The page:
In the upper right hand quadrant there is the place for research that could contribute to the advance of knowledge – an inherent quality of basic research – and at the same time that there are major prospects of practical applications. The investigation by Pasteur in the area of microbiology – that made advances in knowledge and benefited the producers of alcohol from sugar beet – is the best-known example. And in this region of the confluence of the principles of basic and applied research –Pasteur’s Quadrant – that Stokes inscribes basic research inspired by the use that, in order to put in motion the acquired knowledge and to attend to the demands of society, could serve as the basis of the new pact between the scientific and political communities.
Stokes reserves the lower left hand quadrant for research that is boosted by the investigator’s curiosity about facts that he qualifies as “private”, as, for example, is done by those who observe birds. For Stokes, the way out of this impasse to which the relationship between science and government has reached, lies in strengthening pure research in the scientific fields that take into consideration society’s needs such as is the case, for example, of investigations into the environment.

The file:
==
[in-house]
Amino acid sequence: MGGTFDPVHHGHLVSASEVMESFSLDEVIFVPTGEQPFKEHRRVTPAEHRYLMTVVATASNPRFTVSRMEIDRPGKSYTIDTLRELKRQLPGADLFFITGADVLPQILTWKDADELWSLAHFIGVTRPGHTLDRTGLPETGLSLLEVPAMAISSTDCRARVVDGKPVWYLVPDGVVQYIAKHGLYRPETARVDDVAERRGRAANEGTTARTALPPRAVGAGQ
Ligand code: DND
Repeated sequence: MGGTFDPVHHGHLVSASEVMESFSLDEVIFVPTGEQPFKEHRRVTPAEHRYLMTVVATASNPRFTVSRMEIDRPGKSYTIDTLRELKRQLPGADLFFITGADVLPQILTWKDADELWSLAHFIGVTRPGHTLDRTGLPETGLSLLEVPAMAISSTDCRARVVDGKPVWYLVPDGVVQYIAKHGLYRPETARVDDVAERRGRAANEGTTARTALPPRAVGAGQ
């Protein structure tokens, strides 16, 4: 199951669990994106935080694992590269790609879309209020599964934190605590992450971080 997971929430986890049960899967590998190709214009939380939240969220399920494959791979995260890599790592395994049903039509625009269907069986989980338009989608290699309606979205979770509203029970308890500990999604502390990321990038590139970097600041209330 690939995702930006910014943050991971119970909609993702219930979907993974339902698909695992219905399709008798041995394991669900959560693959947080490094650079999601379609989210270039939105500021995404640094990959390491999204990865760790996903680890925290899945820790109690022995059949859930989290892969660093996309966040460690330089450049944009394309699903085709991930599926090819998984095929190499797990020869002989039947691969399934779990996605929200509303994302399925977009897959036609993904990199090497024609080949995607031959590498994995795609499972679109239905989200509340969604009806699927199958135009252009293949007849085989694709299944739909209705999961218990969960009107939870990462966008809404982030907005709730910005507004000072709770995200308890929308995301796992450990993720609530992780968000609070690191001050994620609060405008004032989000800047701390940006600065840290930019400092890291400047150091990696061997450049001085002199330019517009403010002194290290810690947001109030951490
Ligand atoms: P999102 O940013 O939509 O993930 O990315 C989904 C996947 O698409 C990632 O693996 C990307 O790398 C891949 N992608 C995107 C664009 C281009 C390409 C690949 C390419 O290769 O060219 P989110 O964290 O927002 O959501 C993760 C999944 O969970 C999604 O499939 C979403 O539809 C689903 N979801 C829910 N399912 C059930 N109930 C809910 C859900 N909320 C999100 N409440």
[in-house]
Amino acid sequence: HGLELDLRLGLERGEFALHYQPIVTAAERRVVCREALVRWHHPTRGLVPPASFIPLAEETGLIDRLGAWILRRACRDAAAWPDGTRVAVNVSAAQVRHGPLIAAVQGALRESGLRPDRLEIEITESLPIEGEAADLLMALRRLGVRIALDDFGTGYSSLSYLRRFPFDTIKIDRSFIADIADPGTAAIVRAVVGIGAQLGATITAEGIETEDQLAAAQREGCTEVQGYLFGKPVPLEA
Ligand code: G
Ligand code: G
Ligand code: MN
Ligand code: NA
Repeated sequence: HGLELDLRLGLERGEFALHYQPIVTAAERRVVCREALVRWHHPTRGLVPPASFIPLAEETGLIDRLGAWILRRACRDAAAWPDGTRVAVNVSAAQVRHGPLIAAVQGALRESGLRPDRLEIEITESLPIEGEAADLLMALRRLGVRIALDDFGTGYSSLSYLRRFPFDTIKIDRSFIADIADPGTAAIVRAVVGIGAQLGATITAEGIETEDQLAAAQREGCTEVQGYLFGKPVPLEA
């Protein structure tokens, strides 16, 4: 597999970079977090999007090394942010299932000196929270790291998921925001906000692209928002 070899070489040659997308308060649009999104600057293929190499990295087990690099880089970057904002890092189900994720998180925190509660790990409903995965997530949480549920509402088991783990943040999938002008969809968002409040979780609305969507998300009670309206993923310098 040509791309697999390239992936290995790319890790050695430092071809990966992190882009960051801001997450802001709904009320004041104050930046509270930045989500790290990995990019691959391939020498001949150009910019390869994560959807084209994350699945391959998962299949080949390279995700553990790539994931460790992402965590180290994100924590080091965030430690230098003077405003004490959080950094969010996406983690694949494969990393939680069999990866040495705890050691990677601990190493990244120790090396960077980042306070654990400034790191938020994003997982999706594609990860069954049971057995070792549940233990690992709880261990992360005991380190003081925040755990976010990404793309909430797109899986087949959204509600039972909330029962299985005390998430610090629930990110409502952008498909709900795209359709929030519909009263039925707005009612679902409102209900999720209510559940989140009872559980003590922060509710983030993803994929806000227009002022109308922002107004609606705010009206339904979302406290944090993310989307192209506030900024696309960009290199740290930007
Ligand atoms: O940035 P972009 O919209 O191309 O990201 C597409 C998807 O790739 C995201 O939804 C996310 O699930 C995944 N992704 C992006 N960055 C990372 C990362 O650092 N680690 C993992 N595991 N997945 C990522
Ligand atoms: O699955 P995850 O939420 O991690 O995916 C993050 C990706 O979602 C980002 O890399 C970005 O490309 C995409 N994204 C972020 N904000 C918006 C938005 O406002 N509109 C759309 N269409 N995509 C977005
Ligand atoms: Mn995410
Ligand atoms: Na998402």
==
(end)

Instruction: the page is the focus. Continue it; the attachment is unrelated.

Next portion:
Support for research inspired by social objectives does not distract the attention – nor the public resources – of pure research, underlines Stokes. On the contrary: it strengthens the “cause” of public investments, since it increases the capacity of this area of investigation as a whole. Nevertheless, it demands an institutionalized effort on the part of the government, by way of the construction of agendas of research funded by agencies that have to consider the needs of the nation.
Part of FAPESP’s investments can be interpreted in the light of the Stokes’ classification within the Pasteur Quadrant, as is the case, for example, of the Genome Programs and the Biota Program. Author Stokes’ model takes as its reference the North American scientific and technological policy. However, it could well serve as the inspiration for countries that attempt to trace out a sustainable path in the direction of innovation.
Within the Innovation Classics collection, published by Editora Unicamp, a further two books concerning the analysis of technological development have been launched this year. In Paths of Innovation: Technological Change in 20th – Century America, David C. Mowery and Nathan Rosenberg analyze the institutionalization of the inventive process, which brought close together organized innovative research and the contribution of some technological changes – such as, for example, the internal combustion engine – towards economic growth.
In Technology, Learning and Innovation: Experiences of Newly Industrializing Economies, the organizers Linsu Kim and Richard R. Nelson bring together ten essays and four author commentaries that analyze the progress of technologically backward Asiatic countries. The book even paints a comparative picture between the economies of the recently industrialized Eastern Asia to that of Latin America.Republish